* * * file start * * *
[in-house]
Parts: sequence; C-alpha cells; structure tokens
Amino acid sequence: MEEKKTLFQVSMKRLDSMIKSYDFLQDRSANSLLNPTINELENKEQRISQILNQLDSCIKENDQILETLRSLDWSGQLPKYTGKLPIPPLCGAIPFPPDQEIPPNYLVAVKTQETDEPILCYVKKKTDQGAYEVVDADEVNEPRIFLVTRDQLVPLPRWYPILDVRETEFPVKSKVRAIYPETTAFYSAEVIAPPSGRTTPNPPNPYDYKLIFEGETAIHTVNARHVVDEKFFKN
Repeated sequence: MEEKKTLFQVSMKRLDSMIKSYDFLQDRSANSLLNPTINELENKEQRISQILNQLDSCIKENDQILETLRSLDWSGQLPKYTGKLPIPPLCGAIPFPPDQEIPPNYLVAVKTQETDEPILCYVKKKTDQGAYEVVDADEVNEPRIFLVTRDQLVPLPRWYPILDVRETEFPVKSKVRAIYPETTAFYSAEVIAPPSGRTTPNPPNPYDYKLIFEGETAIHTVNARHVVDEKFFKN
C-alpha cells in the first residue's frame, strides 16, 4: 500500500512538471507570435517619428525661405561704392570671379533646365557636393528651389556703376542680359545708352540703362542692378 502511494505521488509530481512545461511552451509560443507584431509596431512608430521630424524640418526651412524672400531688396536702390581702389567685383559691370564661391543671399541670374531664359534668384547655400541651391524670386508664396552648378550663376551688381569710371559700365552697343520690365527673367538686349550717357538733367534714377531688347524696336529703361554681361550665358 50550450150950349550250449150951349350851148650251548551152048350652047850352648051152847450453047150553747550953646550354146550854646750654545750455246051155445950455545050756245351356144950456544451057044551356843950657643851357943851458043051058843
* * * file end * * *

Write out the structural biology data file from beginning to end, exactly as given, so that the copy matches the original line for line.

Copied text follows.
[in-house]
Parts: sequence; C-alpha cells; structure tokens
Amino acid sequence: MEEKKTLFQVSMKRLDSMIKSYDFLQDRSANSLLNPTINELENKEQRISQILNQLDSCIKENDQILETLRSLDWSGQLPKYTGKLPIPPLCGAIPFPPDQEIPPNYLVAVKTQETDEPILCYVKKKTDQGAYEVVDADEVNEPRIFLVTRDQLVPLPRWYPILDVRETEFPVKSKVRAIYPETTAFYSAEVIAPPSGRTTPNPPNPYDYKLIFEGETAIHTVNARHVVDEKFFKN
Repeated sequence: MEEKKTLFQVSMKRLDSMIKSYDFLQDRSANSLLNPTINELENKEQRISQILNQLDSCIKENDQILETLRSLDWSGQLPKYTGKLPIPPLCGAIPFPPDQEIPPNYLVAVKTQETDEPILCYVKKKTDQGAYEVVDADEVNEPRIFLVTRDQLVPLPRWYPILDVRETEFPVKSKVRAIYPETTAFYSAEVIAPPSGRTTPNPPNPYDYKLIFEGETAIHTVNARHVVDEKFFKN
C-alpha cells in the first residue's frame, strides 16, 4: 500500500512538471507570435517619428525661405561704392570671379533646365557636393528651389556703376542680359545708352540703362542692378 502511494505521488509530481512545461511552451509560443507584431509596431512608430521630424524640418526651412524672400531688396536702390581702389567685383559691370564661391543671399541670374531664359534668384547655400541651391524670386508664396552648378550663376551688381569710371559700365552697343520690365527673367538686349550717357538733367534714377531688347524696336529703361554681361550665358 50550450150950349550250449150951349350851148650251548551152048350652047850352648051152847450453047150553747550953646550354146550854646750654545750455246051155445950455545050756245351356144950456544451057044551356843950657643851357943851458043051058843